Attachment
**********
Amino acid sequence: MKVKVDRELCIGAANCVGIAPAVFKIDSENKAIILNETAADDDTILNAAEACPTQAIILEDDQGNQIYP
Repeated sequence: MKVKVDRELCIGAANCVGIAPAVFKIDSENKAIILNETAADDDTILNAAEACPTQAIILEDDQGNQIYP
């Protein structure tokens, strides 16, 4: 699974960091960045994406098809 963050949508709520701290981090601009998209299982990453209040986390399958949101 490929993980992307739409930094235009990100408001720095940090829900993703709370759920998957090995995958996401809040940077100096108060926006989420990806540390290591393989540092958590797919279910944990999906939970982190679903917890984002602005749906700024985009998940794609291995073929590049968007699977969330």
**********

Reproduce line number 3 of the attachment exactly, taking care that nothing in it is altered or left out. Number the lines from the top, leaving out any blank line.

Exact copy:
């Protein structure tokens, strides 16, 4: 699974960091960045994406098809 963050949508709520701290981090601009998209299982990453209040986390399958949101 490929993980992307739409930094235009990100408001720095940090829900993703709370759920998957090995995958996401809040940077100096108060926006989420990806540390290591393989540092958590797919279910944990999906939970982190679903917890984002602005749906700024985009998940794609291995073929590049968007699977969330």